When Aradhana blazed the screens 50 years ago

Murali Gopalan Mumbai | Updated on November 06, 2019

Aradhan film poster

In its golden jubilee year, memories of this iconic film are still strong


It was an eventful year for sure. It was in 1969 when man walked on the moon for the first time. It was also the release of the Beatles’ album, Abbey Road, which was in a way the last lap before the Fab Four split a year later. Woodstock, the music festival in New York, was again one of the big moments of 1969.

To some, including a Hindi film in this hallowed list of ’69 may not be quite appropriate, but then Aradhana was just not another run-of-the-mill offering. When it hit the screens almost to this day 50 years ago, not many people would have been prepared for the frenzy that followed.

Not only was Aradhana the biggest hit of the year that ran to packed houses for many, many weeks but it also signalled the dawn of a new era for Hindi cinema. Its leading man, Rajesh Khanna, became an overnight sensation and was christened the first superstar.

His Do Raaste that was released some weeks after Aradhana was another smash hit at the box office and cemented his position as the numero uno of the Hindi screen. It was a position he would occupy for the next four to five years as Khanna virtually became a one-man industry and unleashed the kind of mass hysteria that was never seen before.

Aradhana also saw Kishore Kumar rise to the top as the leading playback singer of Hindi cinema. His talent was never in doubt but the film established him as the voice of Rajesh Khanna, especially after the audience’s response to numbers such as Roop Tera Mastana, Kora Kagaz Tha and Mere Sapnon Ki Rani.

Sure, Mohammed Rafi had two songs for Khanna in the film (Gun Guna Rahe Hai and Baghon Mein Baahar Hai) but the electrifying impact of Roop Tera Mastana, in particular, pretty much put Kishore on the pedestal. Romance had acquired a new meaning with this number and the sensuous scene played out by Khanna and his leading lady, Sharmila Tagore, still remains a benchmark in Hindi cinema.

With Aradhana, RD Burman came into his own as a music composer who assisted his father, SD Burman, for the film. Even SD got the screen credits, the contribution of RD was doubtless critical.

The younger Burman was to forge a longer partnership with Khanna and Kishore Kumar in subsequent films like Kati Patang, Amar Prem, Mere Jeevan Saathi and Aap Ki Kasam whose songs are remembered to this day.

Aradhana was largely a woman-centric theme and Tagore delivered a memorable performance as a young woman in love and, subsequently, a mother who sacrifices everyone for her son. It got the audience completely involved but it was Khanna who had them virtually hypnotised in his dual role as the father and son air force pilots.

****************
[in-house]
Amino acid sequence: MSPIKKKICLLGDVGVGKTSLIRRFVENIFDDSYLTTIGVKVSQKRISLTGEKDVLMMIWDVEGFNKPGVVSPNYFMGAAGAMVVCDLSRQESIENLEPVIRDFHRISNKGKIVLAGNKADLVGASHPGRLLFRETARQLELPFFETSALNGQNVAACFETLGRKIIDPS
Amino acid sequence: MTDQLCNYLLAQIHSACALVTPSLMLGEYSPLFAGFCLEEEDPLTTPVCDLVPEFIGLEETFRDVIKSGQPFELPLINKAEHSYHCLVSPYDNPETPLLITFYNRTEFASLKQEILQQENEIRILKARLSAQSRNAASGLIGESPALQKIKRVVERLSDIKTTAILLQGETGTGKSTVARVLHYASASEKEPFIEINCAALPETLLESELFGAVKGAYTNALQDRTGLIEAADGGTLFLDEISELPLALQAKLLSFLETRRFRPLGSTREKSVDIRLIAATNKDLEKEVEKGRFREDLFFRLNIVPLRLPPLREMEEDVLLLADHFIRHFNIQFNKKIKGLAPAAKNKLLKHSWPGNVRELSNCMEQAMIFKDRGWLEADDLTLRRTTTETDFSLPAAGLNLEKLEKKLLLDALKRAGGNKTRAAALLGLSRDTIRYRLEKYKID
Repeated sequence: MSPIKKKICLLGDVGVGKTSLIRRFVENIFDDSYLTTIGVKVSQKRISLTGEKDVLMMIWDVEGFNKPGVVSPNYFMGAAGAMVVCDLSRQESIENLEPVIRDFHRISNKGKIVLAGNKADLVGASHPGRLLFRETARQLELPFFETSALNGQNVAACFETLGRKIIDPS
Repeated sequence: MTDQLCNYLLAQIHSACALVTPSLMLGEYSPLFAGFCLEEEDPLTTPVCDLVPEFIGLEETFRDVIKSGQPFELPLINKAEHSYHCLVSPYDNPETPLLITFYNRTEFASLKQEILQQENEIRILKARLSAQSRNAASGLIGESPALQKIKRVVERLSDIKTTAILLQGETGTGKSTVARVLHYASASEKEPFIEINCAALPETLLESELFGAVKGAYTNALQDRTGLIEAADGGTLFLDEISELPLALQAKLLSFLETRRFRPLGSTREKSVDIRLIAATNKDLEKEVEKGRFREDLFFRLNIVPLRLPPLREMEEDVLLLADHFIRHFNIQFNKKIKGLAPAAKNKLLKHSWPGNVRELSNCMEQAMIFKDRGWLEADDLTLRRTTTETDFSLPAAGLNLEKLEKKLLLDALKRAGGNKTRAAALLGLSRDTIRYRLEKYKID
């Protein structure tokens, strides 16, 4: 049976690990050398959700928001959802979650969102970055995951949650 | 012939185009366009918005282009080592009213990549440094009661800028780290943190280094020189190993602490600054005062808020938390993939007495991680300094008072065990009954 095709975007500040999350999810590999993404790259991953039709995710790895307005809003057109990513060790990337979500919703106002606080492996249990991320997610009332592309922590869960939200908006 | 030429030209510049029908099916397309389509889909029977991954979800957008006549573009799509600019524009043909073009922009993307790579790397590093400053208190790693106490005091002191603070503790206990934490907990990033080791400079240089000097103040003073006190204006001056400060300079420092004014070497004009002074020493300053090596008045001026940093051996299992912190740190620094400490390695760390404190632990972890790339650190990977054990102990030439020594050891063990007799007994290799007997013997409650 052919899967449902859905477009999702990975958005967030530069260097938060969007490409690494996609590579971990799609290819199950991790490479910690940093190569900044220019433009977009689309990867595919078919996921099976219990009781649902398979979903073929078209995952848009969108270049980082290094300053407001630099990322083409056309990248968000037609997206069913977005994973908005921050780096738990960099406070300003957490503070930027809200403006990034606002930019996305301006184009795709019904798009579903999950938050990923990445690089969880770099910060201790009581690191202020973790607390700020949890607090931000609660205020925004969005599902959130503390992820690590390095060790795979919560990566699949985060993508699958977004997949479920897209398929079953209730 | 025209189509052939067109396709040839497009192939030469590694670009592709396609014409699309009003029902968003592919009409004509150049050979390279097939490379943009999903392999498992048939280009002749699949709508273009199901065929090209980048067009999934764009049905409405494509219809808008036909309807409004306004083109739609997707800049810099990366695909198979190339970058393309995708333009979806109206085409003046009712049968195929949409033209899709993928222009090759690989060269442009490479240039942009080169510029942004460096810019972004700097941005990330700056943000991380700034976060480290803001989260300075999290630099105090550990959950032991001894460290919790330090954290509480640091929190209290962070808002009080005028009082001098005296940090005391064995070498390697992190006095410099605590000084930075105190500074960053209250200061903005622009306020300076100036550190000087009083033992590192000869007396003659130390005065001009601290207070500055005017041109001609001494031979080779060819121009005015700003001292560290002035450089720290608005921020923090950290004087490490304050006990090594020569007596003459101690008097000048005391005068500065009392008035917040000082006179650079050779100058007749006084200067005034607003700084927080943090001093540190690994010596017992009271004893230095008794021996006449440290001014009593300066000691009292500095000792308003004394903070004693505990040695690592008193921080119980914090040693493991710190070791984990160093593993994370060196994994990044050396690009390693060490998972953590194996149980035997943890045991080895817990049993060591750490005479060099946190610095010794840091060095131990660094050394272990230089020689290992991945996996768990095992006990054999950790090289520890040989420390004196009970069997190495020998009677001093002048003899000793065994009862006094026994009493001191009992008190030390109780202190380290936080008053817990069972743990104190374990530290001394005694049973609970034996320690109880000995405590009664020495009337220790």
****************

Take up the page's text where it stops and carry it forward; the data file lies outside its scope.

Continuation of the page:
Hindi cinema had its share of big stars till then in a list comprising Dev Anand, Dilip Kumar, Raj Kapoor and Shammi Kapoor, but Khanna came in as a breath of fresh air to the young generation of 1969. He redefined romance and the Roop Tera Mastana number, in particular, drove home the message that love and passion were not dirty words.

Aradhana turned out to be such a super duper success that even the anti-Hindi agitation in Tamil Nadu was of little consequence to its box office status in cities like (the then) Madras, Madurai or Coimbatore. The songs became a craze and people queued up at movie hall ticket counters by the hundreds to savour the Aradhana experience.

Khanna and Tagore teamed up in other memorable films like Safar, Amar Prem, Daag and Aavishkar, but Aradhana still remains special. It does not seem remotely dated even today which is testimony to its strong theme. After all, it showcased woman power where a young unwed mother chooses to have her child and is equally determined to fulfil her dead lover’s wish of raising him to be an air force pilot.

Tagore was absolutely brilliant in her portrayal in Aradhana where her onscreen character of Vandana goes through a series of upheavals. She is up against a conservative society which does not take kindly to a single mother but Tagore as Vandana grows into her role as someone determined to get the best for her son.

Aradhana is a remarkable film and brings back fond memories of an era when Hindi cinema was truly riding high with top-class talent in acting, singing, lyrics and content. Almost all the key people involved with its success are no longer around, right from its director, Shakti Samanta to Rajesh Khanna, Kishore Kumar and RD Burman. Yet, Aradhana lives on and remains one of Hindi cinema’s iconic offerings which blazed a trail in 1969.

Published on November 06, 2019

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